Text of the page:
Saturday, March 6, 2010

An experience- Inexpressible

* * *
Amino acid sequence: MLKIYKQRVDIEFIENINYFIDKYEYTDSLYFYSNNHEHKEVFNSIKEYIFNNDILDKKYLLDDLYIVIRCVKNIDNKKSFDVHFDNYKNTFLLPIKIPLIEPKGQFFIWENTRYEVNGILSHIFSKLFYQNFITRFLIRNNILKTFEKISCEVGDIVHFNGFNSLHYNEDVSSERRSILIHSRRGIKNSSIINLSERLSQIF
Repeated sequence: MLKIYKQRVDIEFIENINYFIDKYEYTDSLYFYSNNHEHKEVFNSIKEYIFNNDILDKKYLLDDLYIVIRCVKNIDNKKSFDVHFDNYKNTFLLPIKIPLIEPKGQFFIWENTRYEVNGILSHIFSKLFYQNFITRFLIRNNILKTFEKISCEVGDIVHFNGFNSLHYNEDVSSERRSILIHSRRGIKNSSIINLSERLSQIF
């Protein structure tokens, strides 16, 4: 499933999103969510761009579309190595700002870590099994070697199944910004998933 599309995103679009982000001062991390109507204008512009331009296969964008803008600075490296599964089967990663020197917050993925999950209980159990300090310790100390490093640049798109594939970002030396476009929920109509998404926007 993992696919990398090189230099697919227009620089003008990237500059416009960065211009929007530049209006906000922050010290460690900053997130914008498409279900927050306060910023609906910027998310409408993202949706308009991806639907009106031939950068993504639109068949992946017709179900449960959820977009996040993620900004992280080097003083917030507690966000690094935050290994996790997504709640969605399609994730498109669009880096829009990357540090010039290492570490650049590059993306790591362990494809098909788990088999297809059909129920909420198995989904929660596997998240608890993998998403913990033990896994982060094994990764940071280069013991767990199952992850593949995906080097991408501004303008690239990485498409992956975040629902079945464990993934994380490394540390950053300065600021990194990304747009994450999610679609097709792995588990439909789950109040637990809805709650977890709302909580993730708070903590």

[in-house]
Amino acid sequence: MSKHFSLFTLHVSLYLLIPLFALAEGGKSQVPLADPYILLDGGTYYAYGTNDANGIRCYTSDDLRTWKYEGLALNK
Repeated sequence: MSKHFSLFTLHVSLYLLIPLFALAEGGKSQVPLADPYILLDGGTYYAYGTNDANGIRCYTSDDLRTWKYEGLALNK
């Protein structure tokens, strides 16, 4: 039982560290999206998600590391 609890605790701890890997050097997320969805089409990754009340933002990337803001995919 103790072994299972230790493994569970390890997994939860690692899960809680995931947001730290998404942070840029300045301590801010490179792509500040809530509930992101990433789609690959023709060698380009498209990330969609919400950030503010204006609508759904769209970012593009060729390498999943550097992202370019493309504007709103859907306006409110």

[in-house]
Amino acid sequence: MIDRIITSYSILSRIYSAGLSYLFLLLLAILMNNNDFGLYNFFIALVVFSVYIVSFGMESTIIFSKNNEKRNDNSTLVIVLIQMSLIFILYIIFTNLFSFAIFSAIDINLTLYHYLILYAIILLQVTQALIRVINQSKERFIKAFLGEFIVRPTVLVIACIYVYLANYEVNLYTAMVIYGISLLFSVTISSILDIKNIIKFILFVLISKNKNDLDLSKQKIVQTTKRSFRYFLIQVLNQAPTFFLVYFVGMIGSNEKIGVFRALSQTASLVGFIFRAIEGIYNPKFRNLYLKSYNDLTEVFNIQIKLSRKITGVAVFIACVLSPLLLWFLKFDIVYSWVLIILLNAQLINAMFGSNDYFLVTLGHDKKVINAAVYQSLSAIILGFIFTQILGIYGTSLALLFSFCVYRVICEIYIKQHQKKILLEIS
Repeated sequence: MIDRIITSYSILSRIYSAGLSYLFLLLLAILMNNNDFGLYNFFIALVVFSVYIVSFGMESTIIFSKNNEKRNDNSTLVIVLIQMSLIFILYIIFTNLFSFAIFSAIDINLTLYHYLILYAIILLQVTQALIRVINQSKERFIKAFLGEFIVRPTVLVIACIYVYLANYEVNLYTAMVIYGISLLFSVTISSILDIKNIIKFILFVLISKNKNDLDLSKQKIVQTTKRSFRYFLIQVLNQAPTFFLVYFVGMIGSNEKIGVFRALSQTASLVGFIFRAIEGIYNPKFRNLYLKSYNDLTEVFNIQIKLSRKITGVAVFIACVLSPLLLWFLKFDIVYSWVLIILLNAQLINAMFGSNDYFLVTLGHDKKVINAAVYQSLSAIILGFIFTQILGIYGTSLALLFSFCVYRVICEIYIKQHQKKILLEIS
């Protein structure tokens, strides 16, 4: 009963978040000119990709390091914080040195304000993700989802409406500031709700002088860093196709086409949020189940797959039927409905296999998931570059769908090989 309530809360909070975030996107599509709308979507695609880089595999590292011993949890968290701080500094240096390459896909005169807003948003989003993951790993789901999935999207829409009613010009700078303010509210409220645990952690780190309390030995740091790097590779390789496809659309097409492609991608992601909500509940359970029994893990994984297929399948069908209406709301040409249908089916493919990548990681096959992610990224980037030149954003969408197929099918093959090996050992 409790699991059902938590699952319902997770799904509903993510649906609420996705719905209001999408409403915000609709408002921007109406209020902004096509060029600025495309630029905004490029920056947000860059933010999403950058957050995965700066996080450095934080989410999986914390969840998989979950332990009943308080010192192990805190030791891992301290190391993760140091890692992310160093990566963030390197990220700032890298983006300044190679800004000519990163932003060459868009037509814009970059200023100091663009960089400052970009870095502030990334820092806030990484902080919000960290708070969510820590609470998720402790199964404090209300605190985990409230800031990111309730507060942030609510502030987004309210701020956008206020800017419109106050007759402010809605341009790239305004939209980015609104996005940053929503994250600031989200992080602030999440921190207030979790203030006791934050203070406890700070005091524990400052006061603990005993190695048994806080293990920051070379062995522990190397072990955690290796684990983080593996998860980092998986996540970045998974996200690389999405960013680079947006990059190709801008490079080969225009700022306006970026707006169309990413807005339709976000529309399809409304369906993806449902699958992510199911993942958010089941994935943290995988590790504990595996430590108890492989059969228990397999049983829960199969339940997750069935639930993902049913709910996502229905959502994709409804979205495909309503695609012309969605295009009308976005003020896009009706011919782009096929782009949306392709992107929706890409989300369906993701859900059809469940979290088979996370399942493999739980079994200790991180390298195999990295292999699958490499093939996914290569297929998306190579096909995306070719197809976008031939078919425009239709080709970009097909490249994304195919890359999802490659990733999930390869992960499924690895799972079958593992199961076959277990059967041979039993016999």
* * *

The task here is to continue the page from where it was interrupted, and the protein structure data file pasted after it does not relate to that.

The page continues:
I muttered under my breath as I turned over in bed. Why did the morning have to ring in so soon? Wasn’t I on a holiday? I believe that it is nothing short of criminal to wake up at the crack of dawn on a holiday (or even otherwise!). With the skill and expertise of someone who has done this a thousand times over, I snoozed the alarm on my mobile phone. I had barely snuggled in my soft bed and closed my eyes with a smile, waiting to welcome the most divine of all states- sleep, when something of a mini earthquake jolted me awake. A few seconds and I realized that the door was being knocked. I heard the room service announce in a cheerful voice “4 O’Clock sir. The cab is waiting outside.” I turned over again and ardently wished that I hadn’t in a moment of excitement agreed to this dreadful idea. Poor Sid (my loving hubby), I played my trump card again “Tum ready ho jao. Main tumhare baad tayaar hoti hu.” Lovingly he agreed. Ah! The bliss of those few minutes of stolen sleep. Nothing can match the joy of stealing a few more minutes of rest that sleep provides. I was lucky; I got a full 10 minutes :) Slowly and groggily I crawled out of bed, refusing to accept that I really had to get ready. 20 minutes later, Sid and I had stepped out of our guest house. The first whiff of sea breeze brushed my face and brought with it a smile that stuck on firm. It was a good 30-40 minute drive from our guest house; A drive that would have looked lovelier during sunrise. But felt cool and beautiful none the less. A 40 min cab drive and a 7 minutes bus ride later, we reached. The sight we beheld was nothing short of magnificent. Now picture this- a colossal golden globe shaped structure overlooking a circular amphitheater filled with people- all sitting motionless, in silence. The center stage of the amphitheater hosts a small hillock shaped edifice beside which was a gigantic bonfire. A bonfire that light up the entire amphitheater; reflected on to the golden globe shaped building. It was a bonfire that cackled happily waiting for the first rays of the sun to try and douse its glory. No mobile phones; no flash lights from cameras; no whispering, and no murmuring- just a tranquil peace pervading every particle in the air, an unbounded joy that spread to all hearts. The silence is broken by a voice. A voice heavy and cracked with age. A voice rich with wisdom and compassion. From the tape recorder it emanated and tugged at the soul of all of us present there. A few words and it was all quiet again. Just the flame leaping upwards- reaching up to the heavens, the soul plunging into the depths of the bliss. It is strange isn’t it? Every time we see something breath-taking, experience something marvelous- we simply close our eyes. I’ve always wondered why? Oh! Just why will someone trek up a mountain, reach the summit- take a cursory glance at the valley and the mountain range and then- SHUT their eyes to absorb that image? Why will anyone stand for hours in a queue in Tirupati and then, in the 2 sec appointment that you’ve got with the Lord, shut your eyes? Why do people go to the beach- barely look at the ocean, then take a deep breath in and close their eyes? It simply never made sense to me- you’ve traversed that distance, spent that money, expended that energy to go see that place/shrine/view- not really to close your eyes. You could have done that at home! But then, something that His Holiness Sri Sri Ravi Shankar said really made sense and explained this phenomenon to me. Click here to read what he had to say. Anyway, so like I said, while enjoying that glorious day break with the bonfire, my eyes just closed and I lost all track of time. Meditation happened almost inevitably. No effort at all. When I opened my eyes- the sun had risen, the bonfire dead but the beauty of the scene was unscathed. The golden globe structure looked all the more resplendent with the sun rays bouncing off its smooth surface creating a lovely prism of colors. People had begun moving- most of them in silence, taking back with them something inexpressible; some others could barely contain the unbounded joy. Life had moved on, like it always does. Unlike most tourists, who visit a place and look around, I think I was so lucky. I didn’t just see Auroville. I experienced it- in the same manner as The Mother and Sri Aurobindo had envisaged.